This account, Survivors of BSA (originally called Victims at BSA), would soon garner the attention of the school, local, and national community. But on the night before it was created, March 22, 2021, it was just beginning to come out of the woodwork.

 Visual arts senior Ruth Dawit was the one with the vision for this account. On this night she was FaceTimeing her friends and they began discussing how whenever they had brought their own cases of sexual assault to the previous Assistant Principal for Student Support, Mary Evans, nothing was done about it. Dawit said, “After that conversation, I got really mad. I was like, okay, we need some change.”

The next day the Instagram account was created and instantly gained traction. “My phone was actually overheating from all of the notifications,” Dawit said.

Taking on the role alone of going through everyone’s stories and making sure they were heard was extremely overwhelming for Dawit. Because of this, the day after the account came into fruition she reached out to her friend, Sydney Lane-Ryer (Film ‘22), for support. That day they became a team.

Together they would read the direct messages (DMs) sent to the account and share them to the community. The fact that this was finally happening was imperative and the goals were clear. 

Lane-Ryer said, “What I was trying to do was give survivors a place to share because so often by BSA administration and in their personal lives there had been nowhere to go.” After being silenced for so long, survivors were at last being given the platform to have their stories actually be heard and understood.

While Ruth and Sydney knew that there were a lot of stories to be told, they were not aware of just how many there were. On the first day of the account, 68 stories were shared.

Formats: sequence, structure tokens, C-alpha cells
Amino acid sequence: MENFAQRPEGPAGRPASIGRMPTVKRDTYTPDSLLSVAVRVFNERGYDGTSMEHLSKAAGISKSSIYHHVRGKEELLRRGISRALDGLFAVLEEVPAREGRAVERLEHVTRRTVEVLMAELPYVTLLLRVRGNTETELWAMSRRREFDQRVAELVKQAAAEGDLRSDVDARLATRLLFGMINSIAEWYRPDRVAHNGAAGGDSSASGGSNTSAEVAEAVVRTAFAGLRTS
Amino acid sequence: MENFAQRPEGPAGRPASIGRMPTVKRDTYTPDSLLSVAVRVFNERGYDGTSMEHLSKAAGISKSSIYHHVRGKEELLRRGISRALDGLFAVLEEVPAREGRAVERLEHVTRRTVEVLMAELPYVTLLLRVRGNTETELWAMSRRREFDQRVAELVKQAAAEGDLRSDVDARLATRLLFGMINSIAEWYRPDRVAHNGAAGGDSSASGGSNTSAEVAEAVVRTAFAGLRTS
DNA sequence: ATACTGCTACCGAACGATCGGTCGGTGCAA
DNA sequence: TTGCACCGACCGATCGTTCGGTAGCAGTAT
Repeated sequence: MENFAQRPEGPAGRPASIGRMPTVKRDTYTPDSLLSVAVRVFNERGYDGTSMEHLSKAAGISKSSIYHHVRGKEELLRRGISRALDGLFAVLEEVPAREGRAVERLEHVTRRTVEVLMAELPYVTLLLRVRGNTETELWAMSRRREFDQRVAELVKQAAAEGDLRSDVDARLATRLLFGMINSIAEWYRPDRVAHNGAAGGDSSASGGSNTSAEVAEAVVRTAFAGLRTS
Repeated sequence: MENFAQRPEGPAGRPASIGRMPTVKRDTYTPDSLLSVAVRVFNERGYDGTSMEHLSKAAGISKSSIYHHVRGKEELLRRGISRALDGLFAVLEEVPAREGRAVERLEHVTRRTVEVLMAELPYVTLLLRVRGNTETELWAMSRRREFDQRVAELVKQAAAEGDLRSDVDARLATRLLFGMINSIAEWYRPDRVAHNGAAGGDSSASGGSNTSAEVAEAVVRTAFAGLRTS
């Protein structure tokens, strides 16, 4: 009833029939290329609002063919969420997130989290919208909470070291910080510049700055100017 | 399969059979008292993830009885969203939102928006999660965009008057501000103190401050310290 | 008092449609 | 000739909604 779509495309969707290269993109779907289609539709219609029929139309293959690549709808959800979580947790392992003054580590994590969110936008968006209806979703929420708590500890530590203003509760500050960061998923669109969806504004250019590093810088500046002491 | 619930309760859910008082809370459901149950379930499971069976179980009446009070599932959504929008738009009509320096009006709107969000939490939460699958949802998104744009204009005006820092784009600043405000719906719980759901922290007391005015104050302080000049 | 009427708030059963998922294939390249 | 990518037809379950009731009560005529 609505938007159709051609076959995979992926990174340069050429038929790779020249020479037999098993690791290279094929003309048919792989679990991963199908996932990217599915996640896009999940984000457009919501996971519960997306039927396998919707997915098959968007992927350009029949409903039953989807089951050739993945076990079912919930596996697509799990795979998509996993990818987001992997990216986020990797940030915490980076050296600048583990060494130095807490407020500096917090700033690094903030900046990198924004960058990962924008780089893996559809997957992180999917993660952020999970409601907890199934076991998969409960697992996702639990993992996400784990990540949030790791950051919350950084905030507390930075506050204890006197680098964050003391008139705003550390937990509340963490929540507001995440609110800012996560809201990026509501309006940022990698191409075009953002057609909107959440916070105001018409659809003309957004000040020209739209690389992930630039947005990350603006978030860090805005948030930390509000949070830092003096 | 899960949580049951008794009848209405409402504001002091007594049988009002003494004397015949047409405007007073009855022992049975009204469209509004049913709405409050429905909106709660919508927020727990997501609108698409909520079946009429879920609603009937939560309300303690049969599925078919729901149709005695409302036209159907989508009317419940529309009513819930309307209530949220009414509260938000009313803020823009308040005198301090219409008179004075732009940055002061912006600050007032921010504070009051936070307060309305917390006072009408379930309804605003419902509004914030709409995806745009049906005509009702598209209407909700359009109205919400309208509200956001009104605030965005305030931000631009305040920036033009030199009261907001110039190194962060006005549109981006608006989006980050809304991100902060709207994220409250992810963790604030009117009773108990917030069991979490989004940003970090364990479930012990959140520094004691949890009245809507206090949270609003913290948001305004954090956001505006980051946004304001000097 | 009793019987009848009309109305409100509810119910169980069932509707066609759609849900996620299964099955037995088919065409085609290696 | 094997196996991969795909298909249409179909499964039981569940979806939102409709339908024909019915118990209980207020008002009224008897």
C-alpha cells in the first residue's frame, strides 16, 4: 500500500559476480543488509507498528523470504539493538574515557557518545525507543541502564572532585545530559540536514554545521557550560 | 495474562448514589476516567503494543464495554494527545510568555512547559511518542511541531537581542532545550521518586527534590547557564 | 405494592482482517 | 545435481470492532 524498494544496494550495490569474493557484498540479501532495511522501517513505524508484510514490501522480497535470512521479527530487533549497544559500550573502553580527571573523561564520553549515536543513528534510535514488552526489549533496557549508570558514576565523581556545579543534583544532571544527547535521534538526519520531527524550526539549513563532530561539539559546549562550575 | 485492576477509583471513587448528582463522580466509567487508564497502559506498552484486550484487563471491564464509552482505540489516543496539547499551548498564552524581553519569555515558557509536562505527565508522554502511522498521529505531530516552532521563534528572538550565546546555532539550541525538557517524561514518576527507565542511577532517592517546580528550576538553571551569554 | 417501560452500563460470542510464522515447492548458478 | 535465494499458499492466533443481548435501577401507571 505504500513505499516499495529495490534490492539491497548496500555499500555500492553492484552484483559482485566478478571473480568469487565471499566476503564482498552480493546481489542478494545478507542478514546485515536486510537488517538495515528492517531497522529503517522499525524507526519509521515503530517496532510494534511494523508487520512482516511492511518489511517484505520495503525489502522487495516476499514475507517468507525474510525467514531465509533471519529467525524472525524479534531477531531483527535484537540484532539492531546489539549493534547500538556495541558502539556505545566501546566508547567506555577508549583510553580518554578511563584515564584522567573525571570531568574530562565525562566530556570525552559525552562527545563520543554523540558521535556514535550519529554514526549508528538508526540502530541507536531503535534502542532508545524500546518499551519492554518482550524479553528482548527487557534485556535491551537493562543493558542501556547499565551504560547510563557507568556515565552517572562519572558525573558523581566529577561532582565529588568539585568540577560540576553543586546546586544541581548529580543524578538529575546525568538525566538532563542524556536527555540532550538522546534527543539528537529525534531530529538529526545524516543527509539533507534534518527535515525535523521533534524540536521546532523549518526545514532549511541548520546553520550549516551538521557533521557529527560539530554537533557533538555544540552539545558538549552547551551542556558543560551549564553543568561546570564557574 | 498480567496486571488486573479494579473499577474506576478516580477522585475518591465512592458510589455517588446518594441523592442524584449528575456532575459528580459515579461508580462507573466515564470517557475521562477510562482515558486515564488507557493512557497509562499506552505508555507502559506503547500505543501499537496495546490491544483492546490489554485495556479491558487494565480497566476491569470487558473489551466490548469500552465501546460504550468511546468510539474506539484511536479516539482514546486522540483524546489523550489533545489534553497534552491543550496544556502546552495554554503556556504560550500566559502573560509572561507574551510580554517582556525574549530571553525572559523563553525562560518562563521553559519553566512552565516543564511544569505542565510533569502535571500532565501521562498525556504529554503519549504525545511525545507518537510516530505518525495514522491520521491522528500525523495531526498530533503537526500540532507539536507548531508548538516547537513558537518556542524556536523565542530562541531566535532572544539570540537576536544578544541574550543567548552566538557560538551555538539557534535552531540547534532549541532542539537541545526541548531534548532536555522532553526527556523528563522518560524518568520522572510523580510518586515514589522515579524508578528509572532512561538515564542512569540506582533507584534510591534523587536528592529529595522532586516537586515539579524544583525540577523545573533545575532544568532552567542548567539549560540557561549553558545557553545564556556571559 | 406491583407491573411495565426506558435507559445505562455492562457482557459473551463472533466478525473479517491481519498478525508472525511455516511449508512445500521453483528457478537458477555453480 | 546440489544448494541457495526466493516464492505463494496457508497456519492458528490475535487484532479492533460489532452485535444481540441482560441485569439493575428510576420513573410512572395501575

Susan Rome (parent, teacher, and class of ‘82) was one of the many reading each and every story. “It just made me think about the 40 years of sweeping things under the rug,” said Rome.

This account gave students a voice that many had not had before. Lane-Ryer said, “I think that it did give at least some people that form of closure or let them know that they weren’t alone.”

Ruth mentioned that she was still in contact, a year later, with people who she connected with through the Instagram account. “I’m glad survivors have found each other,” she said.

Students who were watching this page in action were also given hope that a change in policy was finally going to come to BSA.

And while sharing every story, Lane-Ryer and Dawit were behind the account trying to find ways to make the BSA administration really listen and do something. “What helped us a lot was reaching out to the administration and saying to them ‘is this what you want your donors to see?’” Lane-Ryer said.

By being direct, they were able to get something out of the school administration and the district (even if it was not perfect), all through virtual modes. Rome said that the Instagram account coming out during online school and COVID-19 was a good thing. “It allowed a very emotional thing to be exposed when we weren’t in each other’s faces all the time. We needed the pause to be able to reassess how it was going to be handled.”

The results of that virtual pressure that students placed on the district and school administration could be seen in changes made as the 2021-2022 school year began in-person. Some of the changes included a movement team whose purpose is to keep students monitored and safe in the building, more security cameras, an adjusted dress code policy, and training sessions from Planned Parenthood and TurnAround, Inc. for both staff and students.

TurnAround, Inc. is a local service with a mission “to educate, empower, and advocate for all people impacted by intimate partner violence, sexual violence, and human trafficking.”

Behind the scenes, there were people working hard to make these things happen before students and teachers returned in the fall. In April of 2021, an advisory council was formed to assist in this transition. It was mostly made up of students who elected to be on the council, but also included two arts teachers, two academic teachers, and two parents. 

Rome, who was selected as one of the two parents, sees the role of the advisory council to be a combination of things. She said, “I think that self-respect and wellness are so central to the message of the council.”